IntelliSkin Athletic Apparel Design to Treat-and Prevent-Injuries

Tim Brown’s foray into the apparel business started out pretty old school—stitching an innovational idea onto fabric with a hotel sewing kit in the living room of his Newport Beach, Calif., home. A surfer turned sports physician, Brown has felt and braced his fair share of muscle injuries. When he says, “I feel your pain,” you know he’s telling the truth.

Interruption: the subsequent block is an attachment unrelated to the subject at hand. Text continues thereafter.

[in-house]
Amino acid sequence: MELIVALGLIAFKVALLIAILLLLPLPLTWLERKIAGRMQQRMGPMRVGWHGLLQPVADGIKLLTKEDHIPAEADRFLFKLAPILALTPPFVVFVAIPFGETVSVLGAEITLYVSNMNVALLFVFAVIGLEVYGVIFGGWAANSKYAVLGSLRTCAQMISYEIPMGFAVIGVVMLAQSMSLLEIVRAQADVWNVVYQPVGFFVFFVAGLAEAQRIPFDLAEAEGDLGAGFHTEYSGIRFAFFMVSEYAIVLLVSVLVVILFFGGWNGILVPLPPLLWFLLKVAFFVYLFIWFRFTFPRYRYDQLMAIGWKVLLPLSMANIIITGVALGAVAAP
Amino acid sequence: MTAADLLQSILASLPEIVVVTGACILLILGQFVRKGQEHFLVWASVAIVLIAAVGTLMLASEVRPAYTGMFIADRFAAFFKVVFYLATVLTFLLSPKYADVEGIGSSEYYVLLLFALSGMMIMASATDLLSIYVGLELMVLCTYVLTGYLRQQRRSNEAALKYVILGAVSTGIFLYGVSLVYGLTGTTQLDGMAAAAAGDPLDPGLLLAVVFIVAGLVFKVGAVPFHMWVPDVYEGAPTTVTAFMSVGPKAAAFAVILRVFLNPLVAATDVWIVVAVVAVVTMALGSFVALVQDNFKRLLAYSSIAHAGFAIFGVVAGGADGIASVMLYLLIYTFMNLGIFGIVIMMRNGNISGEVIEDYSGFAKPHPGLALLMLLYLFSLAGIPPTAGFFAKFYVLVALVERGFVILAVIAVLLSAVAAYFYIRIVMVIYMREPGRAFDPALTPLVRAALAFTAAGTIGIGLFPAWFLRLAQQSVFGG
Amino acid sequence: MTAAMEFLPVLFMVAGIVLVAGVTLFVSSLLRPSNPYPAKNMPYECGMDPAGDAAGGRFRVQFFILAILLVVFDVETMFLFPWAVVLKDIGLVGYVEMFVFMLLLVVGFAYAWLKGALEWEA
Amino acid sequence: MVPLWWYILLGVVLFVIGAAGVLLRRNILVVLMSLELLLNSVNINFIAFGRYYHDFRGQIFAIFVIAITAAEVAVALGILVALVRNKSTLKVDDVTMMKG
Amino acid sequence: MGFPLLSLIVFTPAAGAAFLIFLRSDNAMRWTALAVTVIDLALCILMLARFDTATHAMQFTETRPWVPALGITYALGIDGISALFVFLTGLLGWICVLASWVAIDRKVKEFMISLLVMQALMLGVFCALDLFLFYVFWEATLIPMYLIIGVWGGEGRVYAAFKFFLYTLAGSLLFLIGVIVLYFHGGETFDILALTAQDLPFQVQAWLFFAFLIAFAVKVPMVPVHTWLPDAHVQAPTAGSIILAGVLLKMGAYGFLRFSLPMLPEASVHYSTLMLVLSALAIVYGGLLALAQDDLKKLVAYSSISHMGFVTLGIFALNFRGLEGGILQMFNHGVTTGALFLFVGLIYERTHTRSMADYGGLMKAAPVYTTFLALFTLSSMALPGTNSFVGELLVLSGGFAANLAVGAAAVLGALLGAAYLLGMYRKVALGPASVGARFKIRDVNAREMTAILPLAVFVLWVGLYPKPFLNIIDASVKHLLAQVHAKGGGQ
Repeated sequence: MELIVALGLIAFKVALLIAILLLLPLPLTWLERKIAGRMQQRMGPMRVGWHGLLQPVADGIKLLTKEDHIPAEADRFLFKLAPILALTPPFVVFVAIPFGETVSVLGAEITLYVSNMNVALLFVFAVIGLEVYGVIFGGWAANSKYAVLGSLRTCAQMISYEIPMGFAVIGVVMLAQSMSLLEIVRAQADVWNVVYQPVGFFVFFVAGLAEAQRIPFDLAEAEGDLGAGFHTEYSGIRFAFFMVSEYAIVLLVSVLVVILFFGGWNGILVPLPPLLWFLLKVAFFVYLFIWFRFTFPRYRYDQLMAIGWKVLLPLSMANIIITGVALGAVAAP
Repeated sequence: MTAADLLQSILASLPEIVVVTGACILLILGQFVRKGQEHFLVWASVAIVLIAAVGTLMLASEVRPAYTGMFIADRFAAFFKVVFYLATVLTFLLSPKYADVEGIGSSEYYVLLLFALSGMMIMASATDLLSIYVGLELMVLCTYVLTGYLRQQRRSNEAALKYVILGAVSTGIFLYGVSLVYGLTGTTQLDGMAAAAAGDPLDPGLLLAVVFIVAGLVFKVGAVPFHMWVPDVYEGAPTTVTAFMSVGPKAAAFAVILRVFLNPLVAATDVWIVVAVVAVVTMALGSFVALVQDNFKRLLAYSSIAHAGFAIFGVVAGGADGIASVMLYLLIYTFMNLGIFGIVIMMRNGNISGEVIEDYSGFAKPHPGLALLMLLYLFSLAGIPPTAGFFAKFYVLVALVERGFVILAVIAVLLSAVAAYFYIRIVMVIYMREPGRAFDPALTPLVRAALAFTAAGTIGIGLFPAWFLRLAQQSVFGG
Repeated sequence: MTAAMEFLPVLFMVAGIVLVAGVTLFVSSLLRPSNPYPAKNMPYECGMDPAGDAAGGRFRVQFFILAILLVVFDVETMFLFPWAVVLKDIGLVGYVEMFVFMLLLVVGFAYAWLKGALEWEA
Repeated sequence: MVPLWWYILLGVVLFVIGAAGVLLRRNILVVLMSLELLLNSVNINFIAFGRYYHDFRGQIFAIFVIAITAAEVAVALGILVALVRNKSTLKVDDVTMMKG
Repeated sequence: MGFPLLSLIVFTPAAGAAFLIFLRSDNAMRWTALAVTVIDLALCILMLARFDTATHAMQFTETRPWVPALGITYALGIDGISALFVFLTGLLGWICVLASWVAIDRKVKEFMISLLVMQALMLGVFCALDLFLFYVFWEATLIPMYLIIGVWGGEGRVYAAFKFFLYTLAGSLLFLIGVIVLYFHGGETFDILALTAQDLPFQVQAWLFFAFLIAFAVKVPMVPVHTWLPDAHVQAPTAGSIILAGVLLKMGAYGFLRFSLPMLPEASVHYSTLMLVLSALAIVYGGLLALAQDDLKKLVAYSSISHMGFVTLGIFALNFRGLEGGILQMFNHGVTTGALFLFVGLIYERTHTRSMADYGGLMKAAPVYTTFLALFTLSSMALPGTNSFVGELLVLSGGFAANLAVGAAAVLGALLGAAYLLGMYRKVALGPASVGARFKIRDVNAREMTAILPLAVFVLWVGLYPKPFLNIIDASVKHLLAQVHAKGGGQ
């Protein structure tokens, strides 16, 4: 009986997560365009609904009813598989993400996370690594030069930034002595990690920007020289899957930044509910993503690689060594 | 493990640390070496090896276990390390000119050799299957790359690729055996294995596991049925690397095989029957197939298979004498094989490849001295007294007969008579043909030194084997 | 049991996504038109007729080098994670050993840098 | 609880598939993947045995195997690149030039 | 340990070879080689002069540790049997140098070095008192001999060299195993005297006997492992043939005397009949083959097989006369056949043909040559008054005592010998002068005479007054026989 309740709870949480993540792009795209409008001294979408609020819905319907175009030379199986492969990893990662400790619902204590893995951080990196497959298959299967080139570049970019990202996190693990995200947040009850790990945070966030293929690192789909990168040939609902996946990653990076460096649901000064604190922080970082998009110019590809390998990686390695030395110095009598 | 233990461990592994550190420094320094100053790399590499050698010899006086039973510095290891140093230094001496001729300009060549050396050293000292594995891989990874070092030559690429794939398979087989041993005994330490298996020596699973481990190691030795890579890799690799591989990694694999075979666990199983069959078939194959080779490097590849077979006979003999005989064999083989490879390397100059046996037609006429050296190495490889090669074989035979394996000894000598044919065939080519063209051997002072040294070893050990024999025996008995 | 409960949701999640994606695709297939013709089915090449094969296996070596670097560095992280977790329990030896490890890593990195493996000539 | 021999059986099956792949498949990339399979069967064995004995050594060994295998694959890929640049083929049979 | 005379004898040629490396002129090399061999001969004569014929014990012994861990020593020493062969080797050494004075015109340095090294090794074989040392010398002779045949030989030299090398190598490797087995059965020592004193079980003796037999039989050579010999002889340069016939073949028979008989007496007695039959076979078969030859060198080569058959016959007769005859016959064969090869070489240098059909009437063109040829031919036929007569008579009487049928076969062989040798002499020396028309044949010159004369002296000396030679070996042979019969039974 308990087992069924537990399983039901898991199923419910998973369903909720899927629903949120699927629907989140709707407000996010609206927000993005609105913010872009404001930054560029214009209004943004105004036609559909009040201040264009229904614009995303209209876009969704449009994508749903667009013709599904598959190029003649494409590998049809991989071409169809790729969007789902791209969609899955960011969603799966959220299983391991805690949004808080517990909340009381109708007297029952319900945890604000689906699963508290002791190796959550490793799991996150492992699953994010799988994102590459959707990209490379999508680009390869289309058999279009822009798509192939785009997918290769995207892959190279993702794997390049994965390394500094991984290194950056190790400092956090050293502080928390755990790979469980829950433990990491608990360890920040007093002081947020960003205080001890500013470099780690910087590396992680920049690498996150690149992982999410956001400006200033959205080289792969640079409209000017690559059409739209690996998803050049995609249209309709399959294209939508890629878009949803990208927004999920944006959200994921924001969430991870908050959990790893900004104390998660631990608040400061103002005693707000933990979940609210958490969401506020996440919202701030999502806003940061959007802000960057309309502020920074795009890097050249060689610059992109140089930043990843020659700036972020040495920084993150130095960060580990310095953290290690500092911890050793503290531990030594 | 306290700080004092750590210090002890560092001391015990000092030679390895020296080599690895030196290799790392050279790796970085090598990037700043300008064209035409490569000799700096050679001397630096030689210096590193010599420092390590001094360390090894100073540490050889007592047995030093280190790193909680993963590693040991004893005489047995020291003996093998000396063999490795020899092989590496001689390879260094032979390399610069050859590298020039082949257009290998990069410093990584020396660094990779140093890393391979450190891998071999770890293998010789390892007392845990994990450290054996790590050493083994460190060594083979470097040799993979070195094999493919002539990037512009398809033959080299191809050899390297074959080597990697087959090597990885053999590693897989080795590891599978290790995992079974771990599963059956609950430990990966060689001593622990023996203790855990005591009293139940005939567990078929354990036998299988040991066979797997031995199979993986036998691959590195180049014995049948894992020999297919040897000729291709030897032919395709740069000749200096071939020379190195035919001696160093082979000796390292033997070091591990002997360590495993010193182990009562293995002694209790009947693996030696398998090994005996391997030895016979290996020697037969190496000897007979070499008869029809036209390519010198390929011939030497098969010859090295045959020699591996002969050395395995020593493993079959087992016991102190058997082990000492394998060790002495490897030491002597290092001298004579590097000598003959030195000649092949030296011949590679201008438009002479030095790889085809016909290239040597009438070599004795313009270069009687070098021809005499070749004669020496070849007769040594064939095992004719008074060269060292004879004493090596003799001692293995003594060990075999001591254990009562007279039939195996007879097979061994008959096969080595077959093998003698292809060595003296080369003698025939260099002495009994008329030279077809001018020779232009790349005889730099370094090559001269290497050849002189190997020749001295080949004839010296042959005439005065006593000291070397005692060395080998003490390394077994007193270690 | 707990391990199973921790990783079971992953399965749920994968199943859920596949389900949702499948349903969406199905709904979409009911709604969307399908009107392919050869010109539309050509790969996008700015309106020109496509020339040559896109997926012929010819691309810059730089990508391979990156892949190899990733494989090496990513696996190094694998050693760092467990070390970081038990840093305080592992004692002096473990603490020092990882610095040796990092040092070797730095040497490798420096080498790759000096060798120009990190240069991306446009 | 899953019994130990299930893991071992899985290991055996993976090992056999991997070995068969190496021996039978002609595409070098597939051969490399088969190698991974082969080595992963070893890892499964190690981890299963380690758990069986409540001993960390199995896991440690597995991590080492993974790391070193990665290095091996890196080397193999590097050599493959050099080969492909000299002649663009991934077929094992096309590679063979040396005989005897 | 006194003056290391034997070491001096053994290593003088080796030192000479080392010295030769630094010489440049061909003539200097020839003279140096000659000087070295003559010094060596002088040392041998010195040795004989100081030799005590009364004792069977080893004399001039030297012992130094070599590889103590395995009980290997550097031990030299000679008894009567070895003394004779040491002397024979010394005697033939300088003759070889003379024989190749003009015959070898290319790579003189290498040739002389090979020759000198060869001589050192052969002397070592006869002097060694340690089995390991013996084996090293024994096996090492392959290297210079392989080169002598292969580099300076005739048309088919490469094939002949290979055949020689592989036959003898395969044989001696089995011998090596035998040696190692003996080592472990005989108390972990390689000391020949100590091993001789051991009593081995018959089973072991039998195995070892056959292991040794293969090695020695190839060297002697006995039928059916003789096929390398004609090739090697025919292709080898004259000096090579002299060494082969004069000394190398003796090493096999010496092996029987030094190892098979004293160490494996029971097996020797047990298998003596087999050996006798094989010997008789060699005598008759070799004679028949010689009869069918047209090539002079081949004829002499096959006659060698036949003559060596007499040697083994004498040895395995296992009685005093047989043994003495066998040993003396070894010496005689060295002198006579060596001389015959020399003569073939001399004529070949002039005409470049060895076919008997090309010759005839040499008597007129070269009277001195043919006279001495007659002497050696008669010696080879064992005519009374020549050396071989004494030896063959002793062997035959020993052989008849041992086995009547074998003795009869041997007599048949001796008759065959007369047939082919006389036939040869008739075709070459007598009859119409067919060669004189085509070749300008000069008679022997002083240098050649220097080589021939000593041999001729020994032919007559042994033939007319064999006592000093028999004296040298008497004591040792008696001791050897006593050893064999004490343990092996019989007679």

A frantic phone call from a long-term patient ultimately led Brown to create IntelliSkin, a line of form-fitting athletic apparel.Brown had just returned from Europe after the 1990 Pro Surfing Championship Tour when he picked up a voicemail message from a professional women’s beach volleyball player. She had been anxiously trying to locate him so he could wrap a pre-existing injury with the Specific Proprioceptive Response Taping (S.P.R.T.) system he had invented to compensate for outdated surgical taping techniques.Brown realized that his athletes were becoming co-dependent, unable to perform to their highest potential if Brown were physically unreachable or overbooked. From that day, Brown made it his goal to be the doctor you wouldn’t have to see again.Today, the IntelliSkin line includes more than 48 products, from wetsuits to running shirts, all of which are designed to treat and retrain muscles by gradually reshaping them to improve posture and accelerate injury recovery. And, to the surpise of even Brown, the apparel also doubles as an injury preventative. The June 2011 launch of IntelliSkin’s newest posture-focused lines, Foundation 2.0 and Eve 2.0, coincided with the release of a University of California, Irvine study that reported the competitive athlete-tailored shirt resulted in a complete vanishing of shoulder and elbow injuries in the collegiate volleyball players who sported the gear over the course of two consecutive seasons.IntelliSkin products are currently sold on the company website ( and through health and fitness practitioners.In an interview with California Apparel News Technology Editor Paula Lehman, Brown explains how his technology has athletes standing tall.How did technology play a factor in your first design?The design is based upon the huge success of contemporary functional athletic taping techniques (such as S.P.R.T., Kinesiotapeing, Spider Tech, etc). The design is unique in that it is the first and only apparel that improves your posture and how you move and literally creates a posture workout you can wear.Walk me through the inner-workings of the IntelliSkin shirt’s design as it pertains to its ultimate function.We made the body of the shirt out of [a] Tactel [blend with] 44 percent Lycra. That’s how we get the shirt to conform to the skin so nicely.The panels in the back are made with 11 percent Lycra, and it’s a two-way stretch. So by having the fabric move from a four-way stretch to a two-way stretch, everything gets pulled into the panels. The fabric with less elasticity becomes a “concentration gradient,” meaning it can serve as a central strength for the rest of the garment. That’s what creates the lift in the chest and the instant toning that goes along with that movement. The “business side” [of the shirt] is created when we sew the four-way stretch fabric into the panels. Those panels are placed in very specific anatomical areas where the muscles underneath are classically and predictably weak. Because the panels support those muscles, it creates the “workout that you wear.” I purposely designed with fabrics that would allow you to move. It’s something functional versus a structural support. What does your demographic look like? Is it designed mainly for the kind of athletes you treat?Athletes are our lowest-hanging fruit because those are the people I’ve worked with. We started the new posture shirts, though, because it spreads across all demographics, from the student slouching over video games to grandma or grandpa. We all have a real problem growing in the proper direction. When we’re 4 years old, we move perfectly. Posture isn’t just important for a baseball player throwing a fastball. It’s also for the kid growing up to have a healthy posture.What new uses are you discovering as you get feedback and the product takes different shapes?We’re blown away by the different verticals we’ve seen. A big one is travel, and the person who brought that to our attention was Lance Armstrong. I knew he owned a few of the garments because one of the guys we work with [Peter Park] trains him. I thought it was a practical joke when I picked up the phone one day and he said who he was. But he was in a panic, saying he had just cancelled his flight to a major race and would not leave the States until another one of our shirts was delivered to him.He told me, “I can’t tell you what’s going on, but I can tell you this: I feel energized when I get there if I wear that shirt on the plane versus that classic travel fatigue if I don’t.” It’s literally dollars and cents for these guys when it comes to recovery time. The call from Lance prompted me to look up studies on travel, and I found that whenever we get in a vehicle, be it a plane or a car or a boat, the engine vibration sedates our muscles. Combine that with sitting in that seat with bad posture. Our joints are literally trying to hold us up to overcompensate for our muscles.I’ve heard you were so excited about this new venture that you actually created your very own in-house sewing station. Are you still playing around with that?That’s me being the mother of invention. When I first started out, I would come up with an idea and send it out to get translated by professional sewers. It wasn’t time-efficient because I would start saying to myself, “By the time I get this back, I could have done it three times over and fixed three problems.” So I took out an old hotel sewing kit and taught myself some sewing 101, and they [samples] were not pretty, but they were functional. By the time they reached the production stage, they just needed to be cleaned up. Of course, these days the company has a large staff of much more qualified sewers. If necessary, I’m not afraid to jump in, but I’m glad to say it’s a phase of my life I moved through.